Good Health

DEAR DR. ROACH: I am a man in my late 50s. I now am told to sleep on my right side and not my left side, because it's better for the heart. However, my sinuses seem to open up and it's easier to breathe lying on my left side. What, if anything, will happen if I sleep on my left side? Can it damage the heart permanently or lead to an early death? — M.N.

ANSWER: Most people can sleep in whatever position they find comfortable without any problem. However, there are a few instances in which sleeping on the left side may potentially cause problems. One is in people with untreated obstructive sleep apnea, in which several studies have shown that sleeping on the left side leads to slightly more breathing problems than sleeping on the right. However, in people who are treated, that should not be a problem.

Pregnant women should sleep on the side. Although women have often been recommended to sleep on their left side, either side is fine for the baby. Left-sided sleeping may reduce swelling in the feet.

People with known severe congestive heart failure or coronary artery disease and who habitually sleep on the left side have a small increase in death compared with back or right-side sleepers. However, my opinion is that the benefit is so small that comfort and quality of sleep is more important.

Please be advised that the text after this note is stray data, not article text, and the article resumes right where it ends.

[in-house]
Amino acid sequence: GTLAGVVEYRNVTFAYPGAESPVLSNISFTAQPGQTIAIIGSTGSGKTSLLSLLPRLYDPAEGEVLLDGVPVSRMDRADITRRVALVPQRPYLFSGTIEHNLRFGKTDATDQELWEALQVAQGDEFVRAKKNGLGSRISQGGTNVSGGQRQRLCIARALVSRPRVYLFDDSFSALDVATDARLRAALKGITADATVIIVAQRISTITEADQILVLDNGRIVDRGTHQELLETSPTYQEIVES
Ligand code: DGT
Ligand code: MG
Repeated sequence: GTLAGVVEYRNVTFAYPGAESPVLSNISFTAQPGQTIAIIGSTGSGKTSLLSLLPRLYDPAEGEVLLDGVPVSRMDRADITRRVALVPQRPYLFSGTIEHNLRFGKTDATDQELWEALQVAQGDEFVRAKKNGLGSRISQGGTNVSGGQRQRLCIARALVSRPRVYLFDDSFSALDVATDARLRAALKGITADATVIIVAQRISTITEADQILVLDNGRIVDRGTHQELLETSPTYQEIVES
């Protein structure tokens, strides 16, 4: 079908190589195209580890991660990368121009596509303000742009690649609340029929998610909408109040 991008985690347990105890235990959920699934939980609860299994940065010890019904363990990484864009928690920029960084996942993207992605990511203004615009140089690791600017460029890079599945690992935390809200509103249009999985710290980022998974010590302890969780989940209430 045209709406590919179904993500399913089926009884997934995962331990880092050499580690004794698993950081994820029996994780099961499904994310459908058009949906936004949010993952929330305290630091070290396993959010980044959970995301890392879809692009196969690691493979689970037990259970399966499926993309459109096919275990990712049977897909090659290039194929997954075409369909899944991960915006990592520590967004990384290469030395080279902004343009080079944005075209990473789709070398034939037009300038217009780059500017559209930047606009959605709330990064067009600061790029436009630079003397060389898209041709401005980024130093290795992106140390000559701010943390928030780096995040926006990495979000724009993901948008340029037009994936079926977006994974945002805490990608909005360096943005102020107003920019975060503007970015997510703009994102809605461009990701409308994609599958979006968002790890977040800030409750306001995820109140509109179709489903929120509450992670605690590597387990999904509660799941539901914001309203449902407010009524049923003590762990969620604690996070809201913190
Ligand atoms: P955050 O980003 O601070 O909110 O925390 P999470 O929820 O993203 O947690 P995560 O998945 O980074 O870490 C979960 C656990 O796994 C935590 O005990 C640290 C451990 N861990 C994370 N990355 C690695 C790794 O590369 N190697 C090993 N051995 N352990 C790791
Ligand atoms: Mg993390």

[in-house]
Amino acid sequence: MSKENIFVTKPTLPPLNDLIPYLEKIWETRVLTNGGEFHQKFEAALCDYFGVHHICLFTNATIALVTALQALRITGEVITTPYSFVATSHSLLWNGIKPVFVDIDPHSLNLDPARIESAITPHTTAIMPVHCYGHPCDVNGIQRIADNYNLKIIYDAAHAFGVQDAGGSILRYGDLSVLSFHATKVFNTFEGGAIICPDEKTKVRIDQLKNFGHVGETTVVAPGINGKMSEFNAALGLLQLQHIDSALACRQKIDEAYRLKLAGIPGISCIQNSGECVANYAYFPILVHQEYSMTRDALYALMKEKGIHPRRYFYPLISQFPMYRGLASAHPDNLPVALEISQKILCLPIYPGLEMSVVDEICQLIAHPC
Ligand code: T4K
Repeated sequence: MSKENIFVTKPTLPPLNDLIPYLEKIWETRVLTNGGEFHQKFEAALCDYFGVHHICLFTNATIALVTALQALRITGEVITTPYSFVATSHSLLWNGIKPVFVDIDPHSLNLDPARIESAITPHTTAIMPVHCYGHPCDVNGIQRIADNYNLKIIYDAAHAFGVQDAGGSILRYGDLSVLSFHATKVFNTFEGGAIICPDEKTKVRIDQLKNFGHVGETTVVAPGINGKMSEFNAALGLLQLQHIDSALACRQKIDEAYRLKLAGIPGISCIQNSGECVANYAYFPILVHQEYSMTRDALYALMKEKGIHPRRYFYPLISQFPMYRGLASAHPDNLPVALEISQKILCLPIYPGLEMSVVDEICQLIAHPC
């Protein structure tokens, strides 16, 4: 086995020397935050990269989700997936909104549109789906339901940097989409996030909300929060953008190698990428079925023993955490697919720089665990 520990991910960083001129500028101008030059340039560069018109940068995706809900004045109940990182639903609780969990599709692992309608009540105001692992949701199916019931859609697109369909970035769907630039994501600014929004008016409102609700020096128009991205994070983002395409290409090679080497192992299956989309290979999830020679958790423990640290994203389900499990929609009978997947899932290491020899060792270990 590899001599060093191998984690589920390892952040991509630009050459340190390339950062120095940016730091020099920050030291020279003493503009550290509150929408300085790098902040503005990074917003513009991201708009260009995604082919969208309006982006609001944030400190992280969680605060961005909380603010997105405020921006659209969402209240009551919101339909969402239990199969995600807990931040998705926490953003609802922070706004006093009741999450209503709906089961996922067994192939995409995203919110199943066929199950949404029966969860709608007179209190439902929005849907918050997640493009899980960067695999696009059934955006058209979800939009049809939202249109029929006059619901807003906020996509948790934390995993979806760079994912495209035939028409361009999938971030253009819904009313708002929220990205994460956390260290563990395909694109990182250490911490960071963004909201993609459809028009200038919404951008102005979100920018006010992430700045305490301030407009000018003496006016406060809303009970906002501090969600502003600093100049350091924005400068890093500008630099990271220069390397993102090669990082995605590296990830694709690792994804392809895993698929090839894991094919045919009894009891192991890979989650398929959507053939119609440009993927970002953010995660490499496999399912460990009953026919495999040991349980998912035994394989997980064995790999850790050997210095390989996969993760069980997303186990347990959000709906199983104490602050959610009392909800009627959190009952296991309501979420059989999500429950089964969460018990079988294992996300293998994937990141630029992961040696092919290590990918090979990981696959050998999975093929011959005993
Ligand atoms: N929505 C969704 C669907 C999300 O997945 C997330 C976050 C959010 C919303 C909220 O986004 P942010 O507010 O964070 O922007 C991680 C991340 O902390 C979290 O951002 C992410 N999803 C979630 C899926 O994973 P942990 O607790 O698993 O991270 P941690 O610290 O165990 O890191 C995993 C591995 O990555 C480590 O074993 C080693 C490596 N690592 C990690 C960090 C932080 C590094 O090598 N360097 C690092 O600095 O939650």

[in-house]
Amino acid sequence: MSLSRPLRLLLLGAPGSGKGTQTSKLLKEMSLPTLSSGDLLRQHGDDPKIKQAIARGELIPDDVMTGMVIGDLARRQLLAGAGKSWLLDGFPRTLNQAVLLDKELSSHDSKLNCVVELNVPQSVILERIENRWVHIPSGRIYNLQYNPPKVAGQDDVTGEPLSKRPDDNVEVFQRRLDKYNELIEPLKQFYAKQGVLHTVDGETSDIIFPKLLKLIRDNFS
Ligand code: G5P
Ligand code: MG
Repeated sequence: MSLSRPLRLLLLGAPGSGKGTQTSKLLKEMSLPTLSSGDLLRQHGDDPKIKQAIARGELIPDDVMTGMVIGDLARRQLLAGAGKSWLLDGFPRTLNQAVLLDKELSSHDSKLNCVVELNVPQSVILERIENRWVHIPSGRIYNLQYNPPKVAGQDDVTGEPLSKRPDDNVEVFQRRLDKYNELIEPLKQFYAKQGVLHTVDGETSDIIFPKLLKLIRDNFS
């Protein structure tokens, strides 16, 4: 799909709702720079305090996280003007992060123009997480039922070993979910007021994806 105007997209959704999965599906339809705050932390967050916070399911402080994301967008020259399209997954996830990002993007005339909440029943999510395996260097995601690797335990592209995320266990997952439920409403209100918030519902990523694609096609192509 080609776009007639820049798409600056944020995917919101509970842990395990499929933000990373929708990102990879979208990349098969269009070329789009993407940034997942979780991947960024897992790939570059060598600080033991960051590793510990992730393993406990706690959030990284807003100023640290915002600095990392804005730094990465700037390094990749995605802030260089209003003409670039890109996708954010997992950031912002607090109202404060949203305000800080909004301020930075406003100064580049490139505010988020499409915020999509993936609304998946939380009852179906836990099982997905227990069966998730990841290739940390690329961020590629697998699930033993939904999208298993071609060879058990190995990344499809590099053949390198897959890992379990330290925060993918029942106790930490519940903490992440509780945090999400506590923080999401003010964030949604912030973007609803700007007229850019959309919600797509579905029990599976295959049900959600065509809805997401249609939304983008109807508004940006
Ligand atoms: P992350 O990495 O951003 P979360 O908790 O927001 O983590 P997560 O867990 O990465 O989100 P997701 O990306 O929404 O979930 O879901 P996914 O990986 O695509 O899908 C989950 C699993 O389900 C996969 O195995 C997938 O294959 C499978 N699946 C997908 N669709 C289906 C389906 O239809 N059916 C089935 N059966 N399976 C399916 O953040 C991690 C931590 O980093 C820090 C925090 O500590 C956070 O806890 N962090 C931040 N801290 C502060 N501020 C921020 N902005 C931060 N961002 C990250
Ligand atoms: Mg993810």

DEAR DR. ROACH: I have read that many runners drink too much water and that this can be dangerous. What are the signs of drinking too much? — H.C.

ANSWER: Exercise-associated hyponatremia ("hypo" means "too little," and "natremia" means "sodium in the blood") is common for endurance athletes, such as long-distance triathletes and marathoners. It is caused by losing salt and water, mostly through sweat, and replacing it with only water. Most cases are mild and have few symptoms, but if there are symptoms, they are most commonly weakness, headache and dizziness. Severe cases cause disorientation and can lead to seizures and death. In a study of the Boston Marathon in 2002, 13% of finishers had hyponatremia, but only 1% had critical levels.

To avoid hyponatremia, you need to ignore the advice to "drink as much as possible" during exercise. Further, most sports drinks do not have enough sodium to protect against hyponatremia. As simple as the advice is, drinking when you are thirsty when you exercise is the best way of preventing hyponatremia while still preventing volume depletion or dehydration.

DEAR DR. ROACH: You wrote last year about cod liver oil as a source of vitamin D and omega-3. Can you recommend a brand? — M.E.T.

ANSWER: I don't like to recommend specific brands unless there are scientific studies showing a difference between brands, which I can't find with cod liver oil. However, I would look for a brand that is labeled "certified USP," meaning it is tested for contaminants, and one that has a low vitamin A level (below 10,000 IU daily). You also might want one with high (450 mg or greater) EPA plus DPA (the most commonly recommended omega-3 fats).

Dr. Roach regrets that he is unable to answer individual letters, but will incorporate them in the column whenever possible. Readers may email questions to ToYourGoodHealth@med.cornell.edu.  (c) 2019 North America Synd., Inc.  All Rights Reserved

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